Disagreements between the Europe and Russia came to a head last week, as the European Union launched a legal investigation into Gazprom, creating tension with Moscow as it accused the gas company of overpricing gas for purchasers in Eastern Europe and hindering free market competition.
The EU’s new anti-trust chief, Margrethe Vestager, who announced a similar market abuse action against US based company Google last week; stating Gazprom was using its market dominance in to charge as much as 40% more than average.
It could do so, she said, by insisting on contracts that ban clients selling on gas to others, especially across borders, in itself a hindrance of free markets that broke EU law and has been an obstacle to EU efforts to supply Ukraine. A third set of charges related to pressure put on Bulgaria & Poland to invest in pipelines according to priorities actioned by Gazprom.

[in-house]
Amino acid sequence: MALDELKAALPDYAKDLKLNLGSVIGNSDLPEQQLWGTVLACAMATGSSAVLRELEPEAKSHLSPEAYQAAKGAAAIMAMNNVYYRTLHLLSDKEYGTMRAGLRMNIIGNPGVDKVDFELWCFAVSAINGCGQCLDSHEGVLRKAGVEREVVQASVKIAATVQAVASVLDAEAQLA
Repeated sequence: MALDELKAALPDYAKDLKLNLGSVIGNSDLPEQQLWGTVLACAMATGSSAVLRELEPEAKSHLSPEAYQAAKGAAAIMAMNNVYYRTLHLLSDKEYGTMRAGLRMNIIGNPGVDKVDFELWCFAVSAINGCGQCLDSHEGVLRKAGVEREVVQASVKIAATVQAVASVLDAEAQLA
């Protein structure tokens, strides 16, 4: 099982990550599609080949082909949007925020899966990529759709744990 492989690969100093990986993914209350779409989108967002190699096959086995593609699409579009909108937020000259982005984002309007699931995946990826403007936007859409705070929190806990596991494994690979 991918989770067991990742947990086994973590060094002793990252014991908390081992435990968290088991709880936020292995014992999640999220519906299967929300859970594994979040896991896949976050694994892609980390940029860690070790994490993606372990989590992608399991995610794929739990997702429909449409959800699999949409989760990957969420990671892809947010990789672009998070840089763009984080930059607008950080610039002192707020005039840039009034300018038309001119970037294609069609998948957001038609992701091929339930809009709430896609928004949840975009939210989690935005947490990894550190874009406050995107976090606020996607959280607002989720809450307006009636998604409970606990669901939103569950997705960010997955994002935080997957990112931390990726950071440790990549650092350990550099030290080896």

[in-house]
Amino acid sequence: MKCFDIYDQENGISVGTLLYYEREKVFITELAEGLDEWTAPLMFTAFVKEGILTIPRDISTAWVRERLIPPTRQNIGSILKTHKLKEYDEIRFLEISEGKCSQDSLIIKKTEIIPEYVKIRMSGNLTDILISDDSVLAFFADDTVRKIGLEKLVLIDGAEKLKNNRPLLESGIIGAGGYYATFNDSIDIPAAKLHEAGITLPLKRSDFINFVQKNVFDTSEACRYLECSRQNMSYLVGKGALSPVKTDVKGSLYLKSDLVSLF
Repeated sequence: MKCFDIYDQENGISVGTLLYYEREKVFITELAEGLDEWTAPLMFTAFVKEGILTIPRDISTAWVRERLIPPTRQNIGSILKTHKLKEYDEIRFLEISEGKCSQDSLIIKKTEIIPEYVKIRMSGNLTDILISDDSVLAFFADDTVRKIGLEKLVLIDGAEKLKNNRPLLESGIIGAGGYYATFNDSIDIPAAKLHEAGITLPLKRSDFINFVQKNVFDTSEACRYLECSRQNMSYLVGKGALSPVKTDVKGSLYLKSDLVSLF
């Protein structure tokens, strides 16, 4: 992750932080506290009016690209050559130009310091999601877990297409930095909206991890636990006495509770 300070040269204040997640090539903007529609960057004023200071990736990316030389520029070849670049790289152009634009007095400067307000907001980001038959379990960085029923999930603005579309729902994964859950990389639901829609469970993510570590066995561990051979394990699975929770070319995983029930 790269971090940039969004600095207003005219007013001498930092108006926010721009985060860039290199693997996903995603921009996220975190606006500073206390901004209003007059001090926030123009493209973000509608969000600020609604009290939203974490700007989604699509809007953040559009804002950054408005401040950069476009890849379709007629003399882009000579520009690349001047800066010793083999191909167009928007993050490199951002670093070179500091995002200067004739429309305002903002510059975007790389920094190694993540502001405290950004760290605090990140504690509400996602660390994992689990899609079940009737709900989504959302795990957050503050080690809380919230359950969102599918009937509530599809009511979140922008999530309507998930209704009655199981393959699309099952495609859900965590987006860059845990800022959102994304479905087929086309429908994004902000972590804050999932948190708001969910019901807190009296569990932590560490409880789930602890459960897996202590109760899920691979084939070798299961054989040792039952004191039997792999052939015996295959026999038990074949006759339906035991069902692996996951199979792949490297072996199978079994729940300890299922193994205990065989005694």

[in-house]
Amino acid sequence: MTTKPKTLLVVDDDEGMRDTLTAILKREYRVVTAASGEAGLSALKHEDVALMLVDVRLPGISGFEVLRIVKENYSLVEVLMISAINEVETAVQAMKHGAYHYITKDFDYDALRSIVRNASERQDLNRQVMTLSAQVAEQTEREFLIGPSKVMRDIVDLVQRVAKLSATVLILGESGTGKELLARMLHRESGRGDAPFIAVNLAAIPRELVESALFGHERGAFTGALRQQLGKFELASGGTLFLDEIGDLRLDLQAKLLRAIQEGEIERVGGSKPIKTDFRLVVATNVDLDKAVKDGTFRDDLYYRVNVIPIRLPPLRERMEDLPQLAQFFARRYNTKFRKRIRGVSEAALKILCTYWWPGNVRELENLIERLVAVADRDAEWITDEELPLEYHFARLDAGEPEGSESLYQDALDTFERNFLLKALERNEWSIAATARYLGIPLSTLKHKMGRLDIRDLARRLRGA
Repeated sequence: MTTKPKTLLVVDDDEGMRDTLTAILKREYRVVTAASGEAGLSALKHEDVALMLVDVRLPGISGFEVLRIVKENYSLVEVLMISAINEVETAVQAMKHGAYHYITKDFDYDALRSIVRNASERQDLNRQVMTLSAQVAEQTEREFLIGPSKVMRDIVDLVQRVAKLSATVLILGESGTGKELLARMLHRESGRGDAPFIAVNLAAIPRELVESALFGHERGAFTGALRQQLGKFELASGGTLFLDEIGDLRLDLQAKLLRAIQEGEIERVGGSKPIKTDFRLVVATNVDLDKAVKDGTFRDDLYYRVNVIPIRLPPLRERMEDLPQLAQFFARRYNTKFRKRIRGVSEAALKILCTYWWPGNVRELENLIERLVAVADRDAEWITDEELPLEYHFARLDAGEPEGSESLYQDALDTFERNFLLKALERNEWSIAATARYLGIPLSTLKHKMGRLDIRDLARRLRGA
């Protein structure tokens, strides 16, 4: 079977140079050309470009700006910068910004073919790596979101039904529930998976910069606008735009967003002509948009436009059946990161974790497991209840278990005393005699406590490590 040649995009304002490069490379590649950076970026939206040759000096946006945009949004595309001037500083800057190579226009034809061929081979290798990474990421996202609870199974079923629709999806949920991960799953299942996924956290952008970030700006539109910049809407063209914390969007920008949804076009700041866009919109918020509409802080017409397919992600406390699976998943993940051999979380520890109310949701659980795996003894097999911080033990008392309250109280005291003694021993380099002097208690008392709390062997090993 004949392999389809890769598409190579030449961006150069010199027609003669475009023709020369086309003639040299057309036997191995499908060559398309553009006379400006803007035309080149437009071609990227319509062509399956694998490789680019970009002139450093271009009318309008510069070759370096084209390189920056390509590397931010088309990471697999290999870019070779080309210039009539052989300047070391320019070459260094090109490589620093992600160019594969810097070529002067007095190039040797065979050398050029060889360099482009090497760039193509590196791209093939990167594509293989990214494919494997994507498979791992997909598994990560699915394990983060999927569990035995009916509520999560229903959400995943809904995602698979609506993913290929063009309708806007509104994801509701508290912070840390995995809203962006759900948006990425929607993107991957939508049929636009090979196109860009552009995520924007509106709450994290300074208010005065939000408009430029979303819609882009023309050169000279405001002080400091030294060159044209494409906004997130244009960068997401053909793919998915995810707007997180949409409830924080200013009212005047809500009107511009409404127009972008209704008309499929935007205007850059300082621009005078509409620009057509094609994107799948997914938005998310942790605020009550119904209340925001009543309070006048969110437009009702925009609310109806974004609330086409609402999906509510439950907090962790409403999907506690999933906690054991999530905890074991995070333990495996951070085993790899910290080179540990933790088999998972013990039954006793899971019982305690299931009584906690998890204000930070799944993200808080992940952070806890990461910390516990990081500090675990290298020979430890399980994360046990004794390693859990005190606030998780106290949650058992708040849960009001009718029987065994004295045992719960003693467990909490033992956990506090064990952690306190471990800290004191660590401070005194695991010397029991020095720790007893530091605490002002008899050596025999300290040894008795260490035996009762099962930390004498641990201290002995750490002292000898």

Gazprom dismissed all the accusations on the grounds of being unfounded and said it expected a resolution at a political level, though Vestager maintained the case was not at all political.
This comes after last year’s Gazprom offered concessions to Vestager’s predecessor in a bid to settle the case and avoid a possible fine but negotiations failed over refusal to reduce prices in Eastern Europe. The Russian giant supplies about a third of Europe’s natural gas.